Thomas Dent (1932-1998), poet, essayist, oral historian, dramatist, and cultural activist, was born on March 20, 1932 in New Orleans, LA.
After two-years in the United States Army (1957-59), Tom Dent moved to New York, where he worked as a reporter for a Harlem newspaper, the New York Age (1959-60). From 1960-1961, he worked as social worker for the New York Welfare Department, and then as the public information director for the NAACP Legal Defense Fund (1961-63). Tom was one of the founders of the New York based Umbra Writer’s Workshop, the first major post-sixties organization of Black writers.
In 1965, Tom returned to New Orleans. He became an executive of the Free Southern Theater (1966-70), organizing performances throughout the South. Tom also founded the FST Writing Workshop, which eventually became BLKARTSOUTH. In 1969 along with Dr. Jerry Ward and Charles Rowell, Tom Dent founded Callaloo, A Quarterly Journal of African and African American Arts and Letters. In the early seventies Tom Dent contributed articles and plays to the then fledgling Black Collegian Magazine. Tom Dent served as public relations director for New Orleans antipoverty agency (1971-74); awarded an MFA in creative writing from Goddard University in 1974 and in 1974 he was awarded a Whitney Young Fellowship. From 1979 to 1981, Tom was the Marcus Christian Lecturer in Afro-American Literature at the University of New Orleans.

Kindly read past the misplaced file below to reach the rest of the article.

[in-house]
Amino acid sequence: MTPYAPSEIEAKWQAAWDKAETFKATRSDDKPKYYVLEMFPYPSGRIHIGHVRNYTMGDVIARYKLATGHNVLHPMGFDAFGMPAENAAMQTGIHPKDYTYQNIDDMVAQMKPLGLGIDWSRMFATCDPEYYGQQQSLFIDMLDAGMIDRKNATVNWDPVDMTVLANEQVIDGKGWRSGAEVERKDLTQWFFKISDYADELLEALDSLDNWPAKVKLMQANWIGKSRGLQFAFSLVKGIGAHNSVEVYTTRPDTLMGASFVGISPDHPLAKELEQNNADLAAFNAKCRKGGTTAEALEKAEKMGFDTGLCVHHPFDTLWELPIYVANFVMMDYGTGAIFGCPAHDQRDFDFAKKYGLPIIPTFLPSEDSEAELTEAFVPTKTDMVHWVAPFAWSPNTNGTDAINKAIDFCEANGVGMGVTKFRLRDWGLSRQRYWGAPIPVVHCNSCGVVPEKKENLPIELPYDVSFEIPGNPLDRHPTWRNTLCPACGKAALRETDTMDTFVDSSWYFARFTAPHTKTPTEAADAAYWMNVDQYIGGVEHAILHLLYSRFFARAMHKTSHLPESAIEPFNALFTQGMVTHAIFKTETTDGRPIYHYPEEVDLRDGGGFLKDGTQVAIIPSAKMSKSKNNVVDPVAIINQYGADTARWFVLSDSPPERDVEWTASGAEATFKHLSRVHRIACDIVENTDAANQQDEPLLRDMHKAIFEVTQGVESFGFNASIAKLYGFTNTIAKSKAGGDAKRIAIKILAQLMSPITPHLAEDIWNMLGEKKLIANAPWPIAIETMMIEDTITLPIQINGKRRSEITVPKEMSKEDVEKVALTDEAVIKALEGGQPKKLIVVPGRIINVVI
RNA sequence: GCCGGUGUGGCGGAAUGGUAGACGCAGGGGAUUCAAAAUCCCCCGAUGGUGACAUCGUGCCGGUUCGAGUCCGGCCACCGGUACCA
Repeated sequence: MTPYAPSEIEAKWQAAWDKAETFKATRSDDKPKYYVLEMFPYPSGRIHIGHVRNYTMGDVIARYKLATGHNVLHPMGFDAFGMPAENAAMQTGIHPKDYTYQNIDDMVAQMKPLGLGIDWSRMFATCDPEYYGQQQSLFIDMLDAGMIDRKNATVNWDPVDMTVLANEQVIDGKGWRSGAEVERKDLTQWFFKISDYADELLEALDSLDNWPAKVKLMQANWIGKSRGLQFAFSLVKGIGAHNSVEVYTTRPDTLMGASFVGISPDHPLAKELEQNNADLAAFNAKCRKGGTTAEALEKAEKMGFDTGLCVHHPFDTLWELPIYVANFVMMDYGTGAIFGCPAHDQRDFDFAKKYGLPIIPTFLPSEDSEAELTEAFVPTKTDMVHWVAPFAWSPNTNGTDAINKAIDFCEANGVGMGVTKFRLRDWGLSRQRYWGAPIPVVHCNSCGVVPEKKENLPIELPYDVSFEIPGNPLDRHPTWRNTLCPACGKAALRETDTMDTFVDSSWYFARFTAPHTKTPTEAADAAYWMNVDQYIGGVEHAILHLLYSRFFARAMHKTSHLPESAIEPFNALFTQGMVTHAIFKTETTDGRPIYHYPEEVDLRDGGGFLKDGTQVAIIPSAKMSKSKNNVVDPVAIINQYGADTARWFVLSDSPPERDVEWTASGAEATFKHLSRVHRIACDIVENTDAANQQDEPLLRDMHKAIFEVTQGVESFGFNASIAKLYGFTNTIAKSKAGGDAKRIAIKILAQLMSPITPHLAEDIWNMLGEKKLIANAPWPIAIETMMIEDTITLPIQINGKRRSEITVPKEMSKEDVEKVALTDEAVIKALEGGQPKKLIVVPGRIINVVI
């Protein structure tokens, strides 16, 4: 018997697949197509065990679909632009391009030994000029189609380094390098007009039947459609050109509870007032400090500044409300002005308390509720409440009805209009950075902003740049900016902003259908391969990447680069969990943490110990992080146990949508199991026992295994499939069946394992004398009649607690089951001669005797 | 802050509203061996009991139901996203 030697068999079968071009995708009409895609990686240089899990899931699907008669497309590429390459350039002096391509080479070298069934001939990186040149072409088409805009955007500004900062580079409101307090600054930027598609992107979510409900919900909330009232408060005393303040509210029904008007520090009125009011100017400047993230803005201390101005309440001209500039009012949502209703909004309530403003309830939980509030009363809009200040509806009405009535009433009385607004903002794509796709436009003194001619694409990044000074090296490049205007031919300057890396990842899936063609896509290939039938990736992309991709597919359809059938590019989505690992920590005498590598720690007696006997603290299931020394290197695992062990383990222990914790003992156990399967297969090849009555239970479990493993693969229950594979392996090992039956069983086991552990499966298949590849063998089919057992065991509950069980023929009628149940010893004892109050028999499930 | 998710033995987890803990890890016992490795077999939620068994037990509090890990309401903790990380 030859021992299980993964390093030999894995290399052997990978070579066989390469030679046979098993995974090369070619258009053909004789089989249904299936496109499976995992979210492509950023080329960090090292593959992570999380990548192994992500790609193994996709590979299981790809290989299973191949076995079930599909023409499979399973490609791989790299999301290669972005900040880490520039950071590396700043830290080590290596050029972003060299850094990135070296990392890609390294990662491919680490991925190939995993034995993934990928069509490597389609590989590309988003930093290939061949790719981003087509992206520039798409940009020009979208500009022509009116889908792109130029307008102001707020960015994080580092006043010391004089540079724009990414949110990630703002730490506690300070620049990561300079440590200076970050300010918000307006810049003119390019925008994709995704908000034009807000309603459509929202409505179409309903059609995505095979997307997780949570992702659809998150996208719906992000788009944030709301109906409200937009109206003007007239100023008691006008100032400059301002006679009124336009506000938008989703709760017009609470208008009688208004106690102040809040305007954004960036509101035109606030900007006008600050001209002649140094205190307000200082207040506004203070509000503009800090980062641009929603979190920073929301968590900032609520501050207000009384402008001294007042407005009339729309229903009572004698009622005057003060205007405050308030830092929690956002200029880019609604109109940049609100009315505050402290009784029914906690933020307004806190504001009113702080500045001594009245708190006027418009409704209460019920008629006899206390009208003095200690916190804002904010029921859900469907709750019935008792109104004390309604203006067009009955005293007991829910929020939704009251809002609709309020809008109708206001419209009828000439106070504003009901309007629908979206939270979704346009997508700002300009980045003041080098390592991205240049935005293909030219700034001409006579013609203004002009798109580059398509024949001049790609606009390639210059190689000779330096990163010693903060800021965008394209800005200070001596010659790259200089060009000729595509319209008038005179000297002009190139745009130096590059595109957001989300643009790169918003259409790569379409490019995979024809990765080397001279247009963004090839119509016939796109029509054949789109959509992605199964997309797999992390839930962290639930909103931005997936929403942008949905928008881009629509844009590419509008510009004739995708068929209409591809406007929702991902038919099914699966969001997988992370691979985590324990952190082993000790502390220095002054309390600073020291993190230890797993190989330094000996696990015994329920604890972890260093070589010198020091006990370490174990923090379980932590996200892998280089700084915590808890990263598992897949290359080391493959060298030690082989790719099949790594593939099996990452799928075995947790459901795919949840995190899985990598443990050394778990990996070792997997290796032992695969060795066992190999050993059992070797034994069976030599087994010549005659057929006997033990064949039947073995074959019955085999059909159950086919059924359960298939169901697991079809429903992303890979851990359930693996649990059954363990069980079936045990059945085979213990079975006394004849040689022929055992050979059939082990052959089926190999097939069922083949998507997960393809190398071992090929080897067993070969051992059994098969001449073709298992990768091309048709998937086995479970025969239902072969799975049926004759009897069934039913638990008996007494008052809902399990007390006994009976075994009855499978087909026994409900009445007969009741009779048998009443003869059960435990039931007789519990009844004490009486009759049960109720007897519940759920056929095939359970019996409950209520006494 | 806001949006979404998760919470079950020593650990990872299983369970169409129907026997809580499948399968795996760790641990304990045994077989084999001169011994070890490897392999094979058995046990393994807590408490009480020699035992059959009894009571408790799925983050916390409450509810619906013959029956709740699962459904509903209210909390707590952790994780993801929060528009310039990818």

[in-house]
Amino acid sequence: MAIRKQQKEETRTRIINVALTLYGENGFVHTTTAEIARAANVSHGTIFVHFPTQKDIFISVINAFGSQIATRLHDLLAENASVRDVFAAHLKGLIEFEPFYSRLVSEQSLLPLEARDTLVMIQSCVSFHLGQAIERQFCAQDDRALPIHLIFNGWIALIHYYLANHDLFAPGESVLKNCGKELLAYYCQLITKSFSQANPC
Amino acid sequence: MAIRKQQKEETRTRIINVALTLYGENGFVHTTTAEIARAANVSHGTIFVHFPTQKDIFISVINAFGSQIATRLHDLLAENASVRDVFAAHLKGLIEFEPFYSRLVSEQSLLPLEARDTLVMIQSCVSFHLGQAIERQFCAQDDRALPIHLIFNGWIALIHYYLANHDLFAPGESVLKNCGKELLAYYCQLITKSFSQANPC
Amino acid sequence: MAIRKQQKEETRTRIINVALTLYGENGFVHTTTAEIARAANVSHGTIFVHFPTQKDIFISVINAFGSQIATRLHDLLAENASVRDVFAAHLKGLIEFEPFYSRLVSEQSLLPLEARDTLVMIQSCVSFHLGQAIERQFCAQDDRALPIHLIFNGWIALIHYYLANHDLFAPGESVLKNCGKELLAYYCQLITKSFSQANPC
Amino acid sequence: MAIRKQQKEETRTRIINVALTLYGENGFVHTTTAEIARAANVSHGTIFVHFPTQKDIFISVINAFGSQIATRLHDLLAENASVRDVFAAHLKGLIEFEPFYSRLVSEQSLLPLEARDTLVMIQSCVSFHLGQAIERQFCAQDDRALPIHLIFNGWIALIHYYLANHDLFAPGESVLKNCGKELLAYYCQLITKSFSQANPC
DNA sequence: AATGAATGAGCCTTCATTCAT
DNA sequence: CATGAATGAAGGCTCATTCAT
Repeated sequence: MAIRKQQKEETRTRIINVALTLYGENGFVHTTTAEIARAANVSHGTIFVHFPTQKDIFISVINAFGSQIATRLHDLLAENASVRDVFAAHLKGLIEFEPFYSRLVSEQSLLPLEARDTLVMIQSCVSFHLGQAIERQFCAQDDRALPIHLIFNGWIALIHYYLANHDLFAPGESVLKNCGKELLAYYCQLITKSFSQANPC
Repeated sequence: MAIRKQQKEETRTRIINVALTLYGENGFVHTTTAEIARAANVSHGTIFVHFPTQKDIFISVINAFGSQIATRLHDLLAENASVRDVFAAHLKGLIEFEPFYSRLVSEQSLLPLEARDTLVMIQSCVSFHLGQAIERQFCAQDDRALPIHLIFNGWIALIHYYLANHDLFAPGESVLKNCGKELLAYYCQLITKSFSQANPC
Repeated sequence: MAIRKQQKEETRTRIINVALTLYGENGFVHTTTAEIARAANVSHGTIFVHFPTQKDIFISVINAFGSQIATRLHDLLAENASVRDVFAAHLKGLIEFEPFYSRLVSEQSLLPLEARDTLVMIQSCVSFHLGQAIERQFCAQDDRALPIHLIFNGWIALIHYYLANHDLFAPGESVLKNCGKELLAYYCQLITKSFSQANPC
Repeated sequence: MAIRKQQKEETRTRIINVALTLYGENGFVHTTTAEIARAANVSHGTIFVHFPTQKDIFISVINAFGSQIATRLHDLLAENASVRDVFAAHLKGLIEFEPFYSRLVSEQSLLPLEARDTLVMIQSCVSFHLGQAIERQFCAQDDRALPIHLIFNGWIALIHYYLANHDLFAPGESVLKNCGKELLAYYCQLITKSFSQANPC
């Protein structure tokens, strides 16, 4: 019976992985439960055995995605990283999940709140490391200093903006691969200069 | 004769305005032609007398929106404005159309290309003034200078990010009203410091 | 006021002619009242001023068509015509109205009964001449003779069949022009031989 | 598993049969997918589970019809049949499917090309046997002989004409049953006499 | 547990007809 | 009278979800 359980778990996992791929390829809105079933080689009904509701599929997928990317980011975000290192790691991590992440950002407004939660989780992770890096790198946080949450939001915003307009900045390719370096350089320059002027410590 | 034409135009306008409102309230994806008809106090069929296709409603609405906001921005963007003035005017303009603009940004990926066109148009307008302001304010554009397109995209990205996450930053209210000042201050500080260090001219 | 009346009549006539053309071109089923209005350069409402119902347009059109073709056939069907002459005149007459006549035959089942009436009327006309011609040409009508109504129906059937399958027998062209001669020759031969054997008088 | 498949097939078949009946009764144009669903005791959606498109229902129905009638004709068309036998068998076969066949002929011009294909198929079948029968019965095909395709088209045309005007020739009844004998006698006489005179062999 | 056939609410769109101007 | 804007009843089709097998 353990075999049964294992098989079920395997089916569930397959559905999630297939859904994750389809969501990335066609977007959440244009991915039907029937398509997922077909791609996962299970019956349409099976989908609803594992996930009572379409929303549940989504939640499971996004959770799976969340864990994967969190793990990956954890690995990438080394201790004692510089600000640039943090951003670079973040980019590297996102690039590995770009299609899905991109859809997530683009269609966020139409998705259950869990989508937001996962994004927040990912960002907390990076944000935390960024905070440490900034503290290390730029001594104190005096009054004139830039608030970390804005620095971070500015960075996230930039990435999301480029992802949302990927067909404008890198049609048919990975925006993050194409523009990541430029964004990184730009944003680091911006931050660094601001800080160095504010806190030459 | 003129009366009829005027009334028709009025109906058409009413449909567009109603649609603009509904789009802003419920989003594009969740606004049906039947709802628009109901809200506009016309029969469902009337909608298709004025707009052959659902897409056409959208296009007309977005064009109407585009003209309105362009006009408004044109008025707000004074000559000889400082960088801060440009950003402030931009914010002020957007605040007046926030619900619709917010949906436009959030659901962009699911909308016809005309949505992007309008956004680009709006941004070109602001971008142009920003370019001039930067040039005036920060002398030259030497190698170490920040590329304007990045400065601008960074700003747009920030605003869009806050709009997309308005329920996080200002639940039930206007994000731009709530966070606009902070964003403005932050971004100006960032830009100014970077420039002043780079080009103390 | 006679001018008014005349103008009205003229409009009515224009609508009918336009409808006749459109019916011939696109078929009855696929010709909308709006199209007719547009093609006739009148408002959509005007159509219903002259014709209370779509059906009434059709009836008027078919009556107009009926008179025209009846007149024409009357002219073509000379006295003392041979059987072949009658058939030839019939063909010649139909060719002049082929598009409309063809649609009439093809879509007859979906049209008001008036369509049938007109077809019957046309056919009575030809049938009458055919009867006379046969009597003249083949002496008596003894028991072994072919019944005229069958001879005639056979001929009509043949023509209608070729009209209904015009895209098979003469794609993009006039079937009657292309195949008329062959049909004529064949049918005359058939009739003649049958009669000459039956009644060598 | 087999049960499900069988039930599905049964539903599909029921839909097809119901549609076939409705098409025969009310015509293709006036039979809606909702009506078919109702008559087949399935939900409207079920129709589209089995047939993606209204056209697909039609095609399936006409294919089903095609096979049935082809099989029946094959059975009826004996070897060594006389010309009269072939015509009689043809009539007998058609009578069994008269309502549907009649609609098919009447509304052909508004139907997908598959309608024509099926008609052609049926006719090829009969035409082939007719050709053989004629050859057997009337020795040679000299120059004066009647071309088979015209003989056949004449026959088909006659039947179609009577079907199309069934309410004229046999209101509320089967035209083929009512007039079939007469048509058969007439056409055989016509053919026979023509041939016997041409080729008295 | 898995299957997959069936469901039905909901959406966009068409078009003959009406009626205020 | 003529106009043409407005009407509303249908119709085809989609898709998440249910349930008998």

Tom Dent published two books of poetry, Magnolia Street (1976) Blue Lights and River Songs (1982) and a number of plays, including Negro Study No. 34A (1970), Snapshot (1970), and Ritual Murder (1976), which is now considered a classic of New Orleans theater. Between 1978 and 1985, Tom conducted oral histories of Mississippi Civil Rights workers, and in 1984 conducted an oral history of New Orleans and Acadian musicians. The tapes from both collections are now housed at Tulane’s Amistad Research Center in New Orleans.
In 1996, Dent published the book Southern Journey: A Return to the Civil Rights Movement, which recounts his 1991 journey to the towns and cities that were major sites of Civil Rights activity and his interviews with former participants and their descendants. In the New York Times Book Review, a reviewer said, of Southern Journey, “Mr. Dent paints a bleak picture in which entrenched racism, seemingly little altered by time, continues to hold sway.”
Tom died on June 6, 1998 at Charity Hospital in New Orleans.